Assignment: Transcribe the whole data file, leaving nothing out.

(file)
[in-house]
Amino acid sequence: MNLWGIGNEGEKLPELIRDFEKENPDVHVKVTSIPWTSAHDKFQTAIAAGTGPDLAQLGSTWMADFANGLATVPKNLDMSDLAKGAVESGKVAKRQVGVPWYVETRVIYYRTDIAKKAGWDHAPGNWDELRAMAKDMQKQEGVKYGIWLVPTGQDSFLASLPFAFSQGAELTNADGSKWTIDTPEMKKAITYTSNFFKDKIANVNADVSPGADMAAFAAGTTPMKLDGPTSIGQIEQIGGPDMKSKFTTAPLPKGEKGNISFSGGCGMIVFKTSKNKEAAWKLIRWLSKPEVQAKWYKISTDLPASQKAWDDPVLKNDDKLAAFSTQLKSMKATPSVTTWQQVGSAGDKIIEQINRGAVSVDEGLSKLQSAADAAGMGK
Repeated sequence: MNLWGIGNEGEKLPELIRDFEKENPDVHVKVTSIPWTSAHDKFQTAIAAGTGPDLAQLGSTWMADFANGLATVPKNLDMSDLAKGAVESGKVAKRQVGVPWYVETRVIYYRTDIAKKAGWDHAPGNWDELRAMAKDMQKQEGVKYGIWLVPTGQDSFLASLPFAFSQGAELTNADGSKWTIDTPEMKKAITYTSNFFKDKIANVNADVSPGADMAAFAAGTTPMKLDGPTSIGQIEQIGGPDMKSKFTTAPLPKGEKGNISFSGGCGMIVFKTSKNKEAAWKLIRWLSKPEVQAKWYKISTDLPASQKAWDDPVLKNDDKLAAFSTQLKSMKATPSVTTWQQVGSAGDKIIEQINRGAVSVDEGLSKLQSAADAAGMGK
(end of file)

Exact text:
[in-house]
Amino acid sequence: MNLWGIGNEGEKLPELIRDFEKENPDVHVKVTSIPWTSAHDKFQTAIAAGTGPDLAQLGSTWMADFANGLATVPKNLDMSDLAKGAVESGKVAKRQVGVPWYVETRVIYYRTDIAKKAGWDHAPGNWDELRAMAKDMQKQEGVKYGIWLVPTGQDSFLASLPFAFSQGAELTNADGSKWTIDTPEMKKAITYTSNFFKDKIANVNADVSPGADMAAFAAGTTPMKLDGPTSIGQIEQIGGPDMKSKFTTAPLPKGEKGNISFSGGCGMIVFKTSKNKEAAWKLIRWLSKPEVQAKWYKISTDLPASQKAWDDPVLKNDDKLAAFSTQLKSMKATPSVTTWQQVGSAGDKIIEQINRGAVSVDEGLSKLQSAADAAGMGK
Repeated sequence: MNLWGIGNEGEKLPELIRDFEKENPDVHVKVTSIPWTSAHDKFQTAIAAGTGPDLAQLGSTWMADFANGLATVPKNLDMSDLAKGAVESGKVAKRQVGVPWYVETRVIYYRTDIAKKAGWDHAPGNWDELRAMAKDMQKQEGVKYGIWLVPTGQDSFLASLPFAFSQGAELTNADGSKWTIDTPEMKKAITYTSNFFKDKIANVNADVSPGADMAAFAAGTTPMKLDGPTSIGQIEQIGGPDMKSKFTTAPLPKGEKGNISFSGGCGMIVFKTSKNKEAAWKLIRWLSKPEVQAKWYKISTDLPASQKAWDDPVLKNDDKLAAFSTQLKSMKATPSVTTWQQVGSAGDKIIEQINRGAVSVDEGLSKLQSAADAAGMGK